- Electric motorcycle start-up expands to Kenya
- Says battery replacement saves drivers time and money
- Plan to deploy models in Tanzania and Uganda
NAIROBI (Reuters) – In recent months, rugged, brightly-branded battery-swapping stations have been set up around Kenya’s capital, Nairobi, where electric motorcyclists can fully recharge their low batteries. The battery can be replaced.
It’s a sign that the electric motorcycle revolution is beginning to unfold in Kenya, where internal combustion engine motorbikes are cheaper and quicker to travel than cars, but environmental experts say they cause 10 times more pollution. says.
Africa, East Africa’s largest economy, is betting on its status as a hub for electric motorcycles, renewable energy-intensive power supply, technology and start-ups to lead the region’s transition to zero-emission electric mobility. increase.
Battery exchange systems not only save time, they are essential for Kenya’s over one million motorcyclists, most of whom use commercial bikes. It also saves the buyer money as many sellers follow the model of retaining ownership of the bike’s most expensive battery. Department.
Steve Juma, co-founder of e-bike company EcoBoda, said, “It doesn’t make much financial or business sense for them to buy batteries… This almost doubles the cost of a bike.” to
Ecobodaa currently has 50 test electric bikes on the road and plans to sell 1,000 by the end of 2023, priced at around $1,500 each. That’s about the same price as a bike with an internal combustion engine since the battery is excluded from the cost.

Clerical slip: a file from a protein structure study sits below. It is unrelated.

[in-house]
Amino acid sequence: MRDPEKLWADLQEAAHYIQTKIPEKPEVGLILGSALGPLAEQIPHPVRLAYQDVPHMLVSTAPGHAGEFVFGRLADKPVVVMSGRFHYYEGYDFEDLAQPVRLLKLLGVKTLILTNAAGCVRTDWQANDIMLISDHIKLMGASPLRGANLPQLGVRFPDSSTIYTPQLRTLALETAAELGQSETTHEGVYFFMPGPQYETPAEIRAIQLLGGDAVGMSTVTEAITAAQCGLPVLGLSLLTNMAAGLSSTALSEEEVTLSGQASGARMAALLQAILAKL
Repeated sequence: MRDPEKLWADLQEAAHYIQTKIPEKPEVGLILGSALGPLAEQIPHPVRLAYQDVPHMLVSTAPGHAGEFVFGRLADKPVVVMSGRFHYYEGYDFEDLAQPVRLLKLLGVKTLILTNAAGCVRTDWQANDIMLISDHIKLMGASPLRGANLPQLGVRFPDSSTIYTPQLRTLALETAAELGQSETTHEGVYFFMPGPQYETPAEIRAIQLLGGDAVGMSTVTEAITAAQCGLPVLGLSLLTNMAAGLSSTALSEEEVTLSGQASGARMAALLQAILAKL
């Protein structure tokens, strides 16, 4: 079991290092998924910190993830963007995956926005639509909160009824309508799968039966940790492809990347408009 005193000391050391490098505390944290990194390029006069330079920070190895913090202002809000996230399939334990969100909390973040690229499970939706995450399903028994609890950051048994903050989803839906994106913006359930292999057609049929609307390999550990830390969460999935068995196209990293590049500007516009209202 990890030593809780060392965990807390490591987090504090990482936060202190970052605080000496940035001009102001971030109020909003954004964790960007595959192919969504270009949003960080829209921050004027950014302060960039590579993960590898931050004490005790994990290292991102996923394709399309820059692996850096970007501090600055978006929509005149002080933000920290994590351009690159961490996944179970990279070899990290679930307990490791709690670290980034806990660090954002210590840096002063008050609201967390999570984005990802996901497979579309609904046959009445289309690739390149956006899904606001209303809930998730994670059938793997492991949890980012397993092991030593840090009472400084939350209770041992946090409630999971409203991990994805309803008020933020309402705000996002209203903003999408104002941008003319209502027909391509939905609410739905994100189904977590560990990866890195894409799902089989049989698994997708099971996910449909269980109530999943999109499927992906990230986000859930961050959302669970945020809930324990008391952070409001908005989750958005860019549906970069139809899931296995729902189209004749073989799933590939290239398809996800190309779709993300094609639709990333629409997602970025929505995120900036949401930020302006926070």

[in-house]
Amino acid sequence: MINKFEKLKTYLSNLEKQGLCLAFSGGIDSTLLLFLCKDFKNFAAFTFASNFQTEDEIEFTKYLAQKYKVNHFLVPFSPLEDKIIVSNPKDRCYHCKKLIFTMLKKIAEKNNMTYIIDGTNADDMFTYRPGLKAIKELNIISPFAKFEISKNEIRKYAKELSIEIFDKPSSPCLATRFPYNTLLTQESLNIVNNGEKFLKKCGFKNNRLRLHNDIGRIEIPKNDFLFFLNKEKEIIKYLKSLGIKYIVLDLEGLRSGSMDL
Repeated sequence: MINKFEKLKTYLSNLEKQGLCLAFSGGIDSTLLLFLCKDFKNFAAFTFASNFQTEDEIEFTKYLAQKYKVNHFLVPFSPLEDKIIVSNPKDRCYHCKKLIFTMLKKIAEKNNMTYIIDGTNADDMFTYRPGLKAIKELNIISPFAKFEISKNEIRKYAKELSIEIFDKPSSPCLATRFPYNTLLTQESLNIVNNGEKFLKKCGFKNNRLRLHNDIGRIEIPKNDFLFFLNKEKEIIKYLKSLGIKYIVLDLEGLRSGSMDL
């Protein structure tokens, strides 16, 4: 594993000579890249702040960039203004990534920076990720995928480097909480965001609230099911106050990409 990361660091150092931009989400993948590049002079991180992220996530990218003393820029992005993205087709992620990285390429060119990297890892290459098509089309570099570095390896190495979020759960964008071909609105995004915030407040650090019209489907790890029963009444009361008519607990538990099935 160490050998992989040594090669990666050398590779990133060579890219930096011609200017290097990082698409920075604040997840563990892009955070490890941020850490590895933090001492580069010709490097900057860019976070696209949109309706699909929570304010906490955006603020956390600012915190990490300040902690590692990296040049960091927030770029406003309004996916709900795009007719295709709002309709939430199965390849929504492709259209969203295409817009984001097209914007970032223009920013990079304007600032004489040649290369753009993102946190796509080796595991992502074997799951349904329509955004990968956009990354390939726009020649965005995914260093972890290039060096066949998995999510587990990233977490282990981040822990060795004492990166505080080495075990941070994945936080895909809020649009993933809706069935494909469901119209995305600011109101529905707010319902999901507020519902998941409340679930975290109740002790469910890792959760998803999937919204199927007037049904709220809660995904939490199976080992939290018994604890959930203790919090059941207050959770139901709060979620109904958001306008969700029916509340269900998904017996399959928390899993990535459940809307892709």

My first electric bike was built tough enough to traverse rocky roads and cheaper than a gas-hungry bike.
“A normal bike uses about 700-800 Kenyan shillings ($5.70-$6.51) worth of fuel each day, but on this bike you get one battery for 300 shillings when you change batteries,” said the 28-year-old. Kevin Macaria said. A person who transports goods and passengers around Nairobi.
Ecobodaa is just one of several Nairobi-based e-motorcycle startups working to prove themselves in Kenya before eventually venturing into East Africa.
Kenya’s stable electricity supply, which is about 95% renewable through hydropower and has an extensive network, has greatly supported the growth of the sector, said another Nairobi-based e-motorcycle start-up. ARC Ride founder Jo Hurst-Croft said.
The country’s utility company estimates it produces enough electricity to charge two million e-bikes a day. According to the World Bank, access to electricity in the country is over 75%, and even higher in Nairobi.
Uganda and Tanzania also have robust, renewable-rich grids that can support electric mobility, Hurst-Croft said.
“We have over 200 swapping stations in Nairobi and are expanding in Dar es Salaam and Kampala,” said Hurst-Croft.
($1 = 122.9000 Kenyan Shillings)
Reported by Ayenat Mersie. Editing by Emelia Sithole-Matarise
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